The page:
The BRC repeats of T. brucei BRCA2 are unusual in two further ways. First, unlike the broad conservation of increased BRC repeat number in the apicomplexans, BRCA2 of T. brucei is distinct from closely related kinetoplastids (Fig. 1). T. cruzi and Leishmania major diverged from T. brucei 200–300 million years ago (Overath et al., 2001) and each BRCA2 has two non-identical BRC repeats. Even more strikingly, two Trypanosoma species, T. vivax and T. congolense, that belong to the same salivarian clade as T. brucei (Cortez et al., 2006) are predicted to possess BRCA2 proteins with only one and three BRC repeats respectively. The second unusual feature of T. brucei BRCA2 is that the 15 predicted BRC repeats are arranged as a tandem array in which 14 are identical in sequence [in fact, each repeat of the array is 44 amino acids (132 bp) in length, longer than the 35-amino-acid BRC motif; Fig. 1]. In all other organisms in which BRCA2 has more than one BRC repeat, with the notable exception of T. congolense, they are distributed unevenly in the polypeptide sequence and are degenerate in sequence outwith the key functional residues (Lo et al., 2003).
Before examining why T. brucei BRCA2 has such unusual structural organization, we checked that the above predictions do not arise from genome sequence compilation errors. We first performed minisatellite variant repeat (MVR) mapping on clones of a number of T. b. brucei strains and T. brucei subspecies (Fig. 2). In all cases, MVR PCR yielded the expected ladder of products. In T. b. brucei strain Lister 427, the largest product was equivalent to 12 BRC repeats and a pronounced, smaller band was generated with 10 repeats, suggesting two distinct BRCA2 alleles (Fig. 2A). In the T. b. brucei genome sequence strain TREU927, which was predicted to have 15 BRC repeats, each allele contained 11 repeats, while a further T. b. brucei strain, EATRO795, contained two alleles with 12 BRC repeats (Fig. 2C). MVR PCR of isolates from T. b. rhodesiense and T. b. gambiense suggested a lower number of BRC repeats than in T. b. brucei: each contained a larger allele with eight repeats and a smaller allele with five or six repeats respectively (Fig. 2B and C). To confirm these findings, we performed Southern mapping of BRCA2, demonstrating two distinct BRCA2 alleles of the expected size in both T. b. brucei Lister 427 (Fig. 2D) and T. b. gambiense (data not shown). Next, we PCR-amplified the BRC-repeat region from BRCA2 from each of the above T. brucei strains and subspecies, as well as from T. vivax and T. congolense, and sequenced the products after cloning. For T. brucei, this confirmed the predicted BRC repeat organization: in all cases, the most C-terminal coding repeat (‘BRC repeat 15’, Fig. 1) was degenerate in sequence relative to all the upstream repeats, which were virtually identical at the nucleotide level (< 1 base change per repeat, on average) both within a given BRCA2 gene and between strains/subspecies (data not shown). BRCA2 from T. vivax was confirmed as containing a single BRC repeat, while the T. congolense strain used here (TREU1457) contained two very similar (5 bp differences) repeats, rather than the three predicted from genome sequencing (strain IL3000). Taken together, these data indicate that the BRC repeat organization in T. brucei BRCA2 is a recent evolutionary expansion, generating numbers that, while variable between isolates, are significantly higher than BRCA2 orthologues in closely related kinetoplastid parasites.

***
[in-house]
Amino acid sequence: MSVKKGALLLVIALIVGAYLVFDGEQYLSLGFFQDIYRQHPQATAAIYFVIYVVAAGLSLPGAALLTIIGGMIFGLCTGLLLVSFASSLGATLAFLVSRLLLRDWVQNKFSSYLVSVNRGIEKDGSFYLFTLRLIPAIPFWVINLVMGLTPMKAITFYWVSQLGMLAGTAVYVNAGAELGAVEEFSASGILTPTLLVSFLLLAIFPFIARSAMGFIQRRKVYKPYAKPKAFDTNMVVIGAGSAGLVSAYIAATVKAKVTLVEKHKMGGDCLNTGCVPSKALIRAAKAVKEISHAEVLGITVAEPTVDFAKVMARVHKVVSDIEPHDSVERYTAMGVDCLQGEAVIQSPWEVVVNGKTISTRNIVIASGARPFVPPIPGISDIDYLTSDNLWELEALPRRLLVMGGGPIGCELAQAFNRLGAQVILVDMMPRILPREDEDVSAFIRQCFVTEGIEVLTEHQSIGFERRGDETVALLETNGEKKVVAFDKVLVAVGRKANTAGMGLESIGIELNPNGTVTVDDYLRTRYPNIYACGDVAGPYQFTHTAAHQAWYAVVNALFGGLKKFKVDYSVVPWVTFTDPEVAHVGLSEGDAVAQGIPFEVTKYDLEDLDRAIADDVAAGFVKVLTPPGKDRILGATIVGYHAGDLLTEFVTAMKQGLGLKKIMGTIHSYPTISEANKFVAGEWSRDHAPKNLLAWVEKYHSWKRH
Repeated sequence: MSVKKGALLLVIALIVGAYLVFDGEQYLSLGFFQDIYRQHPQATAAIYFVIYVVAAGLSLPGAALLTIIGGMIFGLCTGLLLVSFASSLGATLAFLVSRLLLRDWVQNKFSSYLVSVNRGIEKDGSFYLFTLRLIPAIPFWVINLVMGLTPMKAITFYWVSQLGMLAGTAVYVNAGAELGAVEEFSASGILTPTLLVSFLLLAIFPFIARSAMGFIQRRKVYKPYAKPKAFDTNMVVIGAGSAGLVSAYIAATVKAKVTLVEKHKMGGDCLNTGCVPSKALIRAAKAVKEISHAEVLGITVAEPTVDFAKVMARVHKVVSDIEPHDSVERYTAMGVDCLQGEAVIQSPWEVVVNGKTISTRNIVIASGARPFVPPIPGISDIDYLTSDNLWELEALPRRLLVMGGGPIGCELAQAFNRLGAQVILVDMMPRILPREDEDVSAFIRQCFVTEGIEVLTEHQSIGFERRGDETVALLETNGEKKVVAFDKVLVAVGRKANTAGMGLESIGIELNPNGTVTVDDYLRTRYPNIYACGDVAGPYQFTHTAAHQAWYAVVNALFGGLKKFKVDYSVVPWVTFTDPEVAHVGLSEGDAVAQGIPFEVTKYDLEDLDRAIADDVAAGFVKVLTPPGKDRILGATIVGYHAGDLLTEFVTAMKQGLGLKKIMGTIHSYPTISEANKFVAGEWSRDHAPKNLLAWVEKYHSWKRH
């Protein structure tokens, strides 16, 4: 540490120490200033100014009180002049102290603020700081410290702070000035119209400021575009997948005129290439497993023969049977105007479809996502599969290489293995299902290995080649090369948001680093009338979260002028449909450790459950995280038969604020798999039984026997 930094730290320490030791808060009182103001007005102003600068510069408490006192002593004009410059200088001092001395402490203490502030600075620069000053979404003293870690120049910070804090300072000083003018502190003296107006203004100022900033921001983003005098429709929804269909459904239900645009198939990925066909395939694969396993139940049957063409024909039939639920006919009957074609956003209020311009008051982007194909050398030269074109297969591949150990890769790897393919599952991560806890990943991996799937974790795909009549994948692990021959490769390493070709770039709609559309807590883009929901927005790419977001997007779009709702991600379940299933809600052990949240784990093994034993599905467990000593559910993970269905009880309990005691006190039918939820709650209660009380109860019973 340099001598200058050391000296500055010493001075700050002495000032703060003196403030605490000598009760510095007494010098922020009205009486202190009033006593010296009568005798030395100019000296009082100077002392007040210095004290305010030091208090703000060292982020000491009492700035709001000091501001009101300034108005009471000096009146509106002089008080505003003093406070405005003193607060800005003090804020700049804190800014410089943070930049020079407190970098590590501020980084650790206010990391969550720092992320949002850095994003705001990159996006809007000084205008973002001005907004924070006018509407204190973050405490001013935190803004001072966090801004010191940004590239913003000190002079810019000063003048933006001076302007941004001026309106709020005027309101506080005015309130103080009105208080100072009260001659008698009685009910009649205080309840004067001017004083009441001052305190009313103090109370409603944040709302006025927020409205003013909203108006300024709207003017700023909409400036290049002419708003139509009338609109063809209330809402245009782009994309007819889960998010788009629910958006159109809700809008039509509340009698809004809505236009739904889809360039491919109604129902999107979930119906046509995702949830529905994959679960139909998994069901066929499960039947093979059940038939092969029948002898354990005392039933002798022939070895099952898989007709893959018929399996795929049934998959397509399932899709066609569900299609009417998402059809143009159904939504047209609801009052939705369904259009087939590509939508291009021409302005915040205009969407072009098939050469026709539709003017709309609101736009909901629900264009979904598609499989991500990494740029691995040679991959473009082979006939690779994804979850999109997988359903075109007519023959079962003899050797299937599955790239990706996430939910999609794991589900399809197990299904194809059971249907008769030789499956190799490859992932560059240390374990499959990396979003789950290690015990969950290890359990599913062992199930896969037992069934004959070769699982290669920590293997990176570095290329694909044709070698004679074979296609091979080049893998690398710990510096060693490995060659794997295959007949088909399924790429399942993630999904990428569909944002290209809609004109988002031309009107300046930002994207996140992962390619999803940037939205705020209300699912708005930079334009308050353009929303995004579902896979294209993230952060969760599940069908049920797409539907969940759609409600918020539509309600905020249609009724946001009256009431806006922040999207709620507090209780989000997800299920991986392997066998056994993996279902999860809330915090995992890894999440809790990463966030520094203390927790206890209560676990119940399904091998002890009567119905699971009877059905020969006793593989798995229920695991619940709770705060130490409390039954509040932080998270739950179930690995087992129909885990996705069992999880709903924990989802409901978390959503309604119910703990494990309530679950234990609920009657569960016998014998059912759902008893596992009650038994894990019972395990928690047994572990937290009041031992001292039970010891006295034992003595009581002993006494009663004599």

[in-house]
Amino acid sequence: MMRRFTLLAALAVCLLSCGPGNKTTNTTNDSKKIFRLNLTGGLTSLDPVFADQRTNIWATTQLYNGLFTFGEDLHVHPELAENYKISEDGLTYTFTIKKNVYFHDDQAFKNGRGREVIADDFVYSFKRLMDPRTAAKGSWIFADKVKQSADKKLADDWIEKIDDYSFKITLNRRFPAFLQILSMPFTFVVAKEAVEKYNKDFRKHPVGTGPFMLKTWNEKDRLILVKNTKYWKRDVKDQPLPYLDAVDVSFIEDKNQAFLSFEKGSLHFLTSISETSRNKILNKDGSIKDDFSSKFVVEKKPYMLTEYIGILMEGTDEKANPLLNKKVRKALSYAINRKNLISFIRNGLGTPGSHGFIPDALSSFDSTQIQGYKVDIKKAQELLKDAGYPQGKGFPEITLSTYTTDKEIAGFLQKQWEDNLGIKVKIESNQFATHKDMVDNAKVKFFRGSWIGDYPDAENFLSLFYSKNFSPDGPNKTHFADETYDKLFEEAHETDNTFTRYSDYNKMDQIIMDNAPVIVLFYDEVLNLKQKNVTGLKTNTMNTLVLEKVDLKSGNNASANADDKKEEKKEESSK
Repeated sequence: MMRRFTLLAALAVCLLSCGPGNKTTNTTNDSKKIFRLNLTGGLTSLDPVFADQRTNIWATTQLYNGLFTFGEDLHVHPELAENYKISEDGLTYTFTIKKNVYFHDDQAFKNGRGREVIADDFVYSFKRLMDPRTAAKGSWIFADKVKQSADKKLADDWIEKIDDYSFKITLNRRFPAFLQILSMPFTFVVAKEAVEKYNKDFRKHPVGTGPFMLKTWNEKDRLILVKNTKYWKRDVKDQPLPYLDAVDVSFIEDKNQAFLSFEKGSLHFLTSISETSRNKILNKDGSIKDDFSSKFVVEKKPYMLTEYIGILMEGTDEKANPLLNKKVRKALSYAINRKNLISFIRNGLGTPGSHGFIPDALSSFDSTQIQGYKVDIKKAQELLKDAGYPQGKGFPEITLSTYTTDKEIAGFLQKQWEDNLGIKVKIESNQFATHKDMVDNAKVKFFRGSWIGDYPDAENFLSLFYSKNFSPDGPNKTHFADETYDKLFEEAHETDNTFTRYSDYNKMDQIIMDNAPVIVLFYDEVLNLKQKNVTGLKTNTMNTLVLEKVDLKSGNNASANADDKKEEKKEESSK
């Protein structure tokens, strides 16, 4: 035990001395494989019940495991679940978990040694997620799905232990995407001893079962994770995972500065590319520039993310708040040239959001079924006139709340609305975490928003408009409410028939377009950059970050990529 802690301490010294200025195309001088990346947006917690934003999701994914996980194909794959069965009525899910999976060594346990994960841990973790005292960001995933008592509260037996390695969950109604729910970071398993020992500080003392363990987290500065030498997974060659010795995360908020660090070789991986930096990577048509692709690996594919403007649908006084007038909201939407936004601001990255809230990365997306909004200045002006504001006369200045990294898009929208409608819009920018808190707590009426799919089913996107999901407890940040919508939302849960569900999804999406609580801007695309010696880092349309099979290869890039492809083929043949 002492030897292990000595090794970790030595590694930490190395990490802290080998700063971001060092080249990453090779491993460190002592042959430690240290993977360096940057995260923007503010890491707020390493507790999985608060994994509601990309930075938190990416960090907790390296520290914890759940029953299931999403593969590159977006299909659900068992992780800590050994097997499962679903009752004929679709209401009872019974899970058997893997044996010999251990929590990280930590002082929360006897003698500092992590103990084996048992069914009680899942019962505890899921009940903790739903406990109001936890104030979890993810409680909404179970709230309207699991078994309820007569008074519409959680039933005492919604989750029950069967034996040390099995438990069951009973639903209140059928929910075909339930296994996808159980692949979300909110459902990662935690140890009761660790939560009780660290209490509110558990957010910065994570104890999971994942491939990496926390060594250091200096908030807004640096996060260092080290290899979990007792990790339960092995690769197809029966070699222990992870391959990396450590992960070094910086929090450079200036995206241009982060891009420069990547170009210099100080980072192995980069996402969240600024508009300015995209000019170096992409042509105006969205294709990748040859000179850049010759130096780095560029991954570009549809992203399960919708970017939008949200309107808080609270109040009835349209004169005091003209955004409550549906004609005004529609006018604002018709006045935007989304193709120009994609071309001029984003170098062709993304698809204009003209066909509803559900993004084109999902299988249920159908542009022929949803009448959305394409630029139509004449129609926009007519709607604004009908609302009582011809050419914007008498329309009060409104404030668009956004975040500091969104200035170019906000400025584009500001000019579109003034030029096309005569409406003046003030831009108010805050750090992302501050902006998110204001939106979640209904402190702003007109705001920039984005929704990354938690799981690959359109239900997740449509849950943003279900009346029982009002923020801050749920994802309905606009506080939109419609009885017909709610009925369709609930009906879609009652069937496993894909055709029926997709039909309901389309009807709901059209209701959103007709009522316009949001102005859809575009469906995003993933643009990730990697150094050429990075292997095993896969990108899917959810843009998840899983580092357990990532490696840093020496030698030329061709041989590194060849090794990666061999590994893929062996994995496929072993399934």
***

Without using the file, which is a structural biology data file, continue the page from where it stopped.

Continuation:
T. brucei BRCA2 acts in homologous recombination and antigenic variation